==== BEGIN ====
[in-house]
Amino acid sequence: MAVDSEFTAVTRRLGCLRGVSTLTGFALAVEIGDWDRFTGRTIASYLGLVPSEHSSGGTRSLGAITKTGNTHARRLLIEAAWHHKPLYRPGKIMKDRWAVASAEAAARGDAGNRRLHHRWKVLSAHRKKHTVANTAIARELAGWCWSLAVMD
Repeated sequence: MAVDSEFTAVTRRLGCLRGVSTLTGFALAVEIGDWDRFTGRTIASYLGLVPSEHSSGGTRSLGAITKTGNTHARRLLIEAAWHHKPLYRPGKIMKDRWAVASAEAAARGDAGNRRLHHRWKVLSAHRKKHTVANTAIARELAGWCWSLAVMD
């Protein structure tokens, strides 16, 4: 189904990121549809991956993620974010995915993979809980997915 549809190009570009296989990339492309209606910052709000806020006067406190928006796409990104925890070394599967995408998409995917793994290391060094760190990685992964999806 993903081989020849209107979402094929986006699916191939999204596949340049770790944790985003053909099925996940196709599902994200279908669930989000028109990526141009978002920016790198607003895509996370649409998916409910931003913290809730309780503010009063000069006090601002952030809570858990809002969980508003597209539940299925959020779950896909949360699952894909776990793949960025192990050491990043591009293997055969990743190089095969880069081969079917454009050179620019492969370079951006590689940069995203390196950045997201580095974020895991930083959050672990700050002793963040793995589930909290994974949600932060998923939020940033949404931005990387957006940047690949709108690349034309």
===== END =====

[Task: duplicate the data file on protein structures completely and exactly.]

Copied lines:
[in-house]
Amino acid sequence: MAVDSEFTAVTRRLGCLRGVSTLTGFALAVEIGDWDRFTGRTIASYLGLVPSEHSSGGTRSLGAITKTGNTHARRLLIEAAWHHKPLYRPGKIMKDRWAVASAEAAARGDAGNRRLHHRWKVLSAHRKKHTVANTAIARELAGWCWSLAVMD
Repeated sequence: MAVDSEFTAVTRRLGCLRGVSTLTGFALAVEIGDWDRFTGRTIASYLGLVPSEHSSGGTRSLGAITKTGNTHARRLLIEAAWHHKPLYRPGKIMKDRWAVASAEAAARGDAGNRRLHHRWKVLSAHRKKHTVANTAIARELAGWCWSLAVMD
């Protein structure tokens, strides 16, 4: 189904990121549809991956993620974010995915993979809980997915 549809190009570009296989990339492309209606910052709000806020006067406190928006796409990104925890070394599967995408998409995917793994290391060094760190990685992964999806 993903081989020849209107979402094929986006699916191939999204596949340049770790944790985003053909099925996940196709599902994200279908669930989000028109990526141009978002920016790198607003895509996370649409998916409910931003913290809730309780503010009063000069006090601002952030809570858990809002969980508003597209539940299925959020779950896909949360699952894909776990793949960025192990050491990043591009293997055969990743190089095969880069081969079917454009050179620019492969370079951006590689940069995203390196950045997201580095974020895991930083959050672990700050002793963040793995589930909290994974949600932060998923939020940033949404931005990387957006940047690949709108690349034309």